Almost 68 years after the end of World War II,
Russia and Japan are renewing efforts to sign a peace treaty, leaders
of both countries said Monday.
President Vladimir Putin and Japanese Prime Minister Shinzo Abe pledged that a treaty was in both countries' interest, despite the fact that there is no agreement yet on the long-standing territorial dispute over a group of Pacific islands.
"The situation that we do not have a peace treaty 67 years after the end of the war is not normal," Abe said after talks with Putin at the Kremlin, the Interfax news agency reported.
The two leaders agreed to step up efforts to work out such a treaty, Putin said.
"We ordered our foreign ministries to intensify contacts to work out a solution that is acceptable to both sides," he added.
Relations between the two countries have been peaceful for decades, but they never signed a treaty formally ending hostilities because of a territorial dispute over the Kuril Islands.
The 56 islands are under Russian rule, but Japan claims the four southern islands, which it calls the Northern Territories.
Moscow has controlled the islands since August 1945. It has recently angered Tokyo by dispatching Prime Minister Dmitry Medvedev to them and increasing its military presence in the area.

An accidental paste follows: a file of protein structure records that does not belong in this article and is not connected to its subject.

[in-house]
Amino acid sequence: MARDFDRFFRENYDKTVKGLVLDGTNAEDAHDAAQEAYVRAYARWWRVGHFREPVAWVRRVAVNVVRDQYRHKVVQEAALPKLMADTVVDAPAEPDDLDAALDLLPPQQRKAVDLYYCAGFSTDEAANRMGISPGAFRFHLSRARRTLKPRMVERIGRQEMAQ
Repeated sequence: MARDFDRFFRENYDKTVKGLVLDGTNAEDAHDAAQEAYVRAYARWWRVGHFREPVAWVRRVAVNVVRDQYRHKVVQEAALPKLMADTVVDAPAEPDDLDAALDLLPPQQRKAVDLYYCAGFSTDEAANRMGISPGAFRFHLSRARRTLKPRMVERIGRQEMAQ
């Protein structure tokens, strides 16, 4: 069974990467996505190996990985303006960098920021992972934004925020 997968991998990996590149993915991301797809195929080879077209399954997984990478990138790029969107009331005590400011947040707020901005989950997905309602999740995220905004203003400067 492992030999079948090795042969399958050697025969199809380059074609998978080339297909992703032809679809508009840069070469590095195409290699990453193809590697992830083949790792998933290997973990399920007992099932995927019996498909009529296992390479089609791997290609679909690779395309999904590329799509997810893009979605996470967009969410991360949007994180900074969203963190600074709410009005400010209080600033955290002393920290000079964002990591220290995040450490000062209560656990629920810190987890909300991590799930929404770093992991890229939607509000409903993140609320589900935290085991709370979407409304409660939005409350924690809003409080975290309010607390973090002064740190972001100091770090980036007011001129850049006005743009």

Putin and Abe admitted that, for a peace treaty to go forward, the island dispute needs to be solved.
Putin said that a solution was possible - if both sides create "good-minded relations and an atmosphere of trust." Abe said that both sides had agreed to solve all outstanding disputes.
Experts have linked the fresh impetus to improve both countries' ties with growing common economic interests. An aide to Abe said that Tokyo hopes to build a gas pipeline linking both countries.
"Japan wants to diversify its energy imports," the aide, Etsuro Honda, told Interfax.
Abe's visit to Moscow was the first by a Japanese premier in 10 years. He and Putin also discussed regional security issues and trade, according to Kremlin officials.
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